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Case studies

How can technology support learning that sticks? Explore video and written case studies from a variety of school settings.
© Chartered College of Teaching

So far this week you have engaged with the research evidence around learning that sticks and how technology might support these practices.

To help you explore some of these ideas further and see how schools have approached them in practice, we have collated a variety of case studies for you to explore across a range of contexts. You don’t need to explore all of the case studies in this section, just choose one or two to spend your time on this week (you can always return to the other case studies at a later date).

Think back to the statements you reflected on at the start of the week:

  1. My pupils are able to retrieve previous learning easily when they need it
  2. My pupils make connections between their new learning and existing knowledge to consolidate it
  3. My pupils have established effective revision strategies at home.

You might like to focus on the one or two case studies that seem to fit the areas above which present the most challenge for you. When you’re watching or reading the case studies, you should focus primarily on the teaching and learning practice the case study portrays, rather than the specific technology used. It might be possible to achieve the same result as portrayed in a case study, even if the tools they’ve chosen won’t be suitable for your own context.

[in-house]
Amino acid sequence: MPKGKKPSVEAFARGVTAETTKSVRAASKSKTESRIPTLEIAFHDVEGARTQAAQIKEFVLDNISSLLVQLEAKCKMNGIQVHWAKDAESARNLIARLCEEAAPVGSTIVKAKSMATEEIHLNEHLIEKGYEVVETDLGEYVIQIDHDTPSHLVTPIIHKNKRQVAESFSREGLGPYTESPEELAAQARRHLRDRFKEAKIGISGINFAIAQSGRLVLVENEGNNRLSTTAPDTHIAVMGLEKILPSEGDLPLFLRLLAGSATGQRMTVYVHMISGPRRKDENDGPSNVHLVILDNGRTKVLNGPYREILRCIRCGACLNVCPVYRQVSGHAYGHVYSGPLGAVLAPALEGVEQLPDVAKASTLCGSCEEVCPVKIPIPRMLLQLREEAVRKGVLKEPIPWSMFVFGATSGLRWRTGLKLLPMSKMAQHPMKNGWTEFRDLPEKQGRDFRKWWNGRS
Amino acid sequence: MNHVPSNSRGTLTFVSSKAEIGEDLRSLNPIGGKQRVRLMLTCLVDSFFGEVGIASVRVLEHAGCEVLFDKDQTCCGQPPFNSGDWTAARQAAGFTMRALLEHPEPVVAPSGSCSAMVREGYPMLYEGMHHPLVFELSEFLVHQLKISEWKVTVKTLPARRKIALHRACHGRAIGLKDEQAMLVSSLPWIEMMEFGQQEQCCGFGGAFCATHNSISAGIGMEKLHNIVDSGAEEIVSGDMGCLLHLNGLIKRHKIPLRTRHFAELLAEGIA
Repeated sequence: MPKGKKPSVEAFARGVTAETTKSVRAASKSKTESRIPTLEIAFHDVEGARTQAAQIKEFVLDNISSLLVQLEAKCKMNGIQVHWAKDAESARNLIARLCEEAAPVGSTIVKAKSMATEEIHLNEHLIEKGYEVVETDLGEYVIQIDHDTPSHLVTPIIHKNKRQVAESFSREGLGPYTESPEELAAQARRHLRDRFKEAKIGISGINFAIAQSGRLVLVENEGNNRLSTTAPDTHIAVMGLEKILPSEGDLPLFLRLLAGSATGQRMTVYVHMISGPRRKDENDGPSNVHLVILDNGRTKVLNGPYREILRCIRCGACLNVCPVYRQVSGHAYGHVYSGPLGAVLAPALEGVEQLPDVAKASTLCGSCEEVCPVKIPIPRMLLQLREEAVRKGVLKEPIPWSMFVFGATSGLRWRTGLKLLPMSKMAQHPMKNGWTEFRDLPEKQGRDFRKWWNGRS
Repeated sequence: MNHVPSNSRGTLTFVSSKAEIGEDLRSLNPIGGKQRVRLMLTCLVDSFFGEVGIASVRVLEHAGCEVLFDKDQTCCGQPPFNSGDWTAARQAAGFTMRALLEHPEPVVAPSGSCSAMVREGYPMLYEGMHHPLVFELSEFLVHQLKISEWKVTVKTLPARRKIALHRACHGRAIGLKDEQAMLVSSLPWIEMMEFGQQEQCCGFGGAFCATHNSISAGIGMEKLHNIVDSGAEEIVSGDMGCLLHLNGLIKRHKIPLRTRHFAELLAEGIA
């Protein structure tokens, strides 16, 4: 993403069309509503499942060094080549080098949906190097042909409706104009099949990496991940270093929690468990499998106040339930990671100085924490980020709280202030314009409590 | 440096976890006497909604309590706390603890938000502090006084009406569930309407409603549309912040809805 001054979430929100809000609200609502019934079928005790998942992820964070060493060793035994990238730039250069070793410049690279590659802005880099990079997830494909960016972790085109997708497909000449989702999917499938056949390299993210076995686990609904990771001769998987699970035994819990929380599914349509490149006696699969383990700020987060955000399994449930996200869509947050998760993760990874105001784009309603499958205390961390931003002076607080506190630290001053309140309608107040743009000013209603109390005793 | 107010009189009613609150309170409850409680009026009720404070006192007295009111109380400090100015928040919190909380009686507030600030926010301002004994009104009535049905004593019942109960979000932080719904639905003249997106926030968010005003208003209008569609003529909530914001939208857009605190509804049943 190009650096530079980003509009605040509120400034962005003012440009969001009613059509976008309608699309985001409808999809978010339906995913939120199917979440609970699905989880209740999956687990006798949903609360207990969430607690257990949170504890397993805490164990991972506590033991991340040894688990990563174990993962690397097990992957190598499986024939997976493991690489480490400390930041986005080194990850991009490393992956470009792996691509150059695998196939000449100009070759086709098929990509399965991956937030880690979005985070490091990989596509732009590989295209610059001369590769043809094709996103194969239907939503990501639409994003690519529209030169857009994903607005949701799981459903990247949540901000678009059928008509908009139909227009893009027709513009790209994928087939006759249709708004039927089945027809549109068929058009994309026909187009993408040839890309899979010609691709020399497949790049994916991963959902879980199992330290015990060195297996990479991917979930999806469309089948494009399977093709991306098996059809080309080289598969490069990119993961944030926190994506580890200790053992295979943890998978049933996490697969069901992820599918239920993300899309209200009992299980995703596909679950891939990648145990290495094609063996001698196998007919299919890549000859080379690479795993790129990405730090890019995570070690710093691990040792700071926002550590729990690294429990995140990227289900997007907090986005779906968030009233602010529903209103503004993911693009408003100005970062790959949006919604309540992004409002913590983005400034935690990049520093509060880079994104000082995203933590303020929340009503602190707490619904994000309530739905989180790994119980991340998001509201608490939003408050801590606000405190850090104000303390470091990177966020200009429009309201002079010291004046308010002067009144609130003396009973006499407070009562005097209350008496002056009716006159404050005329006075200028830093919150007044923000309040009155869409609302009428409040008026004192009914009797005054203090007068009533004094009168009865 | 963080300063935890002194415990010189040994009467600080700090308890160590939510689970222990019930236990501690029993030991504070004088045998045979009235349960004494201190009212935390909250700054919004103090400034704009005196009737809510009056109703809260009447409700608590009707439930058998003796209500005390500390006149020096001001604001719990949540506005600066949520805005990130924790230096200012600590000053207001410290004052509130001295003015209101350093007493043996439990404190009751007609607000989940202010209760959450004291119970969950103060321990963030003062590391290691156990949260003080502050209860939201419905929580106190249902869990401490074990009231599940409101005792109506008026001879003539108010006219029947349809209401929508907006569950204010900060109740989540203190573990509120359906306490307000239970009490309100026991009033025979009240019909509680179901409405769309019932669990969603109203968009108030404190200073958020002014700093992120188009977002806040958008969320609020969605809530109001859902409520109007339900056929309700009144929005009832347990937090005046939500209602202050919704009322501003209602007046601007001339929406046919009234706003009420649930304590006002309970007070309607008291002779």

Case studies in this week of the course include:

Learning that sticks: Plickers in primary (1) – In this video, we take a look at how a low-technology approach where only the teacher requires a device can work in a primary setting to review previous learning.

Learning that sticks: Plickers in secondary (1, 2) – In this video, we take a look at how a low-technology approach where only the teacher requires a device can work in a secondary setting to retrieve previous learning.

Learning that sticks: Revision emails (1, 3) – In this video and associated journal article, we discover how one school is emailing retrieval questions to parents to support effective spaced revision at home.

Learning that sticks: language teaching (1, 3) – In this video, we see how online quiz tools can be used to encourage independent retrieval of learning.

Learning that sticks: Socrative (1) – In this video, we take a look at how a technology tool that provides a variety of question formats can be used for retrieval practice.

Learning that sticks: Kahoot (1) – In this video, we see how a multiple-choice quizzing tool can work in the primary classroom to review previous learning.

When you are ready click the ‘Mark as complete’ button below and then select ‘Plickers in primary’ to see the first case study. Just keep clicking until you arrive at a case study you’d like to focus on this week.
© Chartered College of Teaching
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Using Technology in Evidence-Based Teaching and Learning

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